Updated: Jan 15
I don't want to just be happy. I want more. I want joy.
I want joy. The type you see on a kid's face when he rushes down on Christmas morning to rip open their presents. I want the type of joy you get when you walk into grandma's house and have whatever baked good she is famous for is waiting for you on the table. I want joy that will help me realize when I am in the good times and help me get through the bad times.
“Pursuing happiness feels overrated because happiness is fleeting and attached to experiences. I want joy which seems like a deeper emotion that is attached to something greater than ourselves.”
I am convinced there are distinct differences between happiness and joy. I also believe both of these feelings have distinct functions and their purposes vary within the framework of our story. There is nothing wrong with happiness. Who doesn't love being happy? However, I am convinced that happiness may not be our final pursuit or the ultimate feeling we are searching for.
Happiness lifts us high for a moment, joy is an anchor that keeps us grounded in truth.
"I just want to be happy," is a statement we all have said multiple times in our lives and it's a longing most of us have every day. Happiness never seems to last. When that experience is over that brought happiness to us in the first place we feel a lull in our euphoria. To just pursue happiness seems less like a journey and more like a task that will lead us to disappointment. So if we would prefer joy, then it begs the question, "what is the source of our joy?" No matter what source I seek to discover joy, if that source is not Jesus, I find myself woefully disappointed.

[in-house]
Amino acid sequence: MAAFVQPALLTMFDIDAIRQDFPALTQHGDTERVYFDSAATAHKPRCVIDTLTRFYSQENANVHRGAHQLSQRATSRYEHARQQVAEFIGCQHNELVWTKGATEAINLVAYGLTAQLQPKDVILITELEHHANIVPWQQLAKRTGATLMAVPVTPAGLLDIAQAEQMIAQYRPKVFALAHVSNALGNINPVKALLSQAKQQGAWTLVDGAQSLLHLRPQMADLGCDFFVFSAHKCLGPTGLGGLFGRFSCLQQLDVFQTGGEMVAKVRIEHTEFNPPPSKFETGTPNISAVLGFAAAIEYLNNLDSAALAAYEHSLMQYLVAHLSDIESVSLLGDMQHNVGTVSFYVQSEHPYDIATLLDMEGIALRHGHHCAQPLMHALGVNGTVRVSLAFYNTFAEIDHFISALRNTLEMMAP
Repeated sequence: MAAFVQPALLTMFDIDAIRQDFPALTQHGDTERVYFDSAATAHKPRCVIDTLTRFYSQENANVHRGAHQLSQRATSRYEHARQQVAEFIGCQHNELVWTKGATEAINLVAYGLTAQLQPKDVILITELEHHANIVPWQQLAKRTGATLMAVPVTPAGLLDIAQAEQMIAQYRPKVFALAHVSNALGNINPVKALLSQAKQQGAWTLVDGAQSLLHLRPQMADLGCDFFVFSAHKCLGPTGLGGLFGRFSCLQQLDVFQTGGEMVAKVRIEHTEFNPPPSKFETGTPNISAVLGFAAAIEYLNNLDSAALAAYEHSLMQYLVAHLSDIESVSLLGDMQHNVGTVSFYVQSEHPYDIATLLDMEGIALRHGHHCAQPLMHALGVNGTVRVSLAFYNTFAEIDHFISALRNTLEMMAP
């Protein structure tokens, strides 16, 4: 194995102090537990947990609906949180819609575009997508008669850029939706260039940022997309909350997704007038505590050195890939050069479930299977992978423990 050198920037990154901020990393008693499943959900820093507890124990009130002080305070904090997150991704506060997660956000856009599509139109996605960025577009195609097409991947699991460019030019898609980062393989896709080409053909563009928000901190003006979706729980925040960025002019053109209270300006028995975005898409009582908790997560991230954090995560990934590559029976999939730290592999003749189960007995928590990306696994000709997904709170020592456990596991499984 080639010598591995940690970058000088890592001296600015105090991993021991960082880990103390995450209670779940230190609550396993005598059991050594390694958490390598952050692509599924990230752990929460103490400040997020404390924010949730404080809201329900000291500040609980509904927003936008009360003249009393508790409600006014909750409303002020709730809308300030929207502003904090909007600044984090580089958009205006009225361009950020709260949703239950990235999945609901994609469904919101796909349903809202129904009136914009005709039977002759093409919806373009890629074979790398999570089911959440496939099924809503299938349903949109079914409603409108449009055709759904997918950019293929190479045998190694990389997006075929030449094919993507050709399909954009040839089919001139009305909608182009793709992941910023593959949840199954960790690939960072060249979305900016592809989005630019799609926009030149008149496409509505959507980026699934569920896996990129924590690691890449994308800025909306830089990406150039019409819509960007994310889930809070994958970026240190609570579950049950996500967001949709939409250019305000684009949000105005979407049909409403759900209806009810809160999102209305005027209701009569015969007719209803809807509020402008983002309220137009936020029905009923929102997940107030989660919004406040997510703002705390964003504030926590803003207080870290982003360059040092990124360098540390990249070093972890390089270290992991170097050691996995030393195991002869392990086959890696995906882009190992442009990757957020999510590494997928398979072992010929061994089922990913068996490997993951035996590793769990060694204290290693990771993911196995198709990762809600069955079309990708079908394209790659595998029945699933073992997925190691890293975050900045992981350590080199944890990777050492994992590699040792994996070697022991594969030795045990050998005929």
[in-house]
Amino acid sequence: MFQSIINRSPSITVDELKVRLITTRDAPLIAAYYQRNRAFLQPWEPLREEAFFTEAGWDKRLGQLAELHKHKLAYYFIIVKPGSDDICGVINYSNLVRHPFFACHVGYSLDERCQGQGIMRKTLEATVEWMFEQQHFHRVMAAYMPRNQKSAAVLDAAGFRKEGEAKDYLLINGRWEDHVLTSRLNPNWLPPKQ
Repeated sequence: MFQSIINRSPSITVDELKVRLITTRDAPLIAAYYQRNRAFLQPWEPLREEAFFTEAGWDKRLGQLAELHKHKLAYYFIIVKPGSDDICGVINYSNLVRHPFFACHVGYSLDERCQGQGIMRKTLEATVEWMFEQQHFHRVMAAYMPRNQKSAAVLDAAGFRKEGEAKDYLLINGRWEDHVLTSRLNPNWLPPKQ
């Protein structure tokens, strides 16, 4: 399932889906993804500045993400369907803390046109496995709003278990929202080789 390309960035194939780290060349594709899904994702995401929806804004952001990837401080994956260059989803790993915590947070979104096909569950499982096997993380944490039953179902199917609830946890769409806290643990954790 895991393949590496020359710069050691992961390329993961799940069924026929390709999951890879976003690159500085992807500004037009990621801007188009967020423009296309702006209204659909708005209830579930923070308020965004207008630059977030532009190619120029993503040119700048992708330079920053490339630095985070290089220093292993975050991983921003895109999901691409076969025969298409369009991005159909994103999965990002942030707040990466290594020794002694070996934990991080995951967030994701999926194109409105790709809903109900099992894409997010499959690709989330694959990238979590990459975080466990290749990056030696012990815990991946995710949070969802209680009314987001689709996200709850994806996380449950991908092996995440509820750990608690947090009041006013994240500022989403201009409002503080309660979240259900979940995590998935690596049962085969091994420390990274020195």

Happiness at its very core is an emotional response to an outside stimulus. Joy at its very core is a trust in something greater than ourselves. When I met Christ at 20 years old, difficult times still followed. The struggle to get through hard situations still existed. However, this time I was able to endure with confidence because I had the joy of knowing that I am accepted by Christ. No matter the situation or my response to the problem, I know I was loved by Christ. The joy of knowing Christ did not just help me through difficult times, but helped me celebrate mountain top experiences fully because I knew those experiences where not of my own making. Happiness is a byproduct of joy. It's not the goal, just one of the rewards. It's tiring having your happiness bound to circumstances, yet so freeing having your joy anchored to Jesus. I want to be happy and try to find happiness everyday. However, it's joy that is more than a positive attitude, outcome, or situation. The joy of Christ sustains until the end of the story.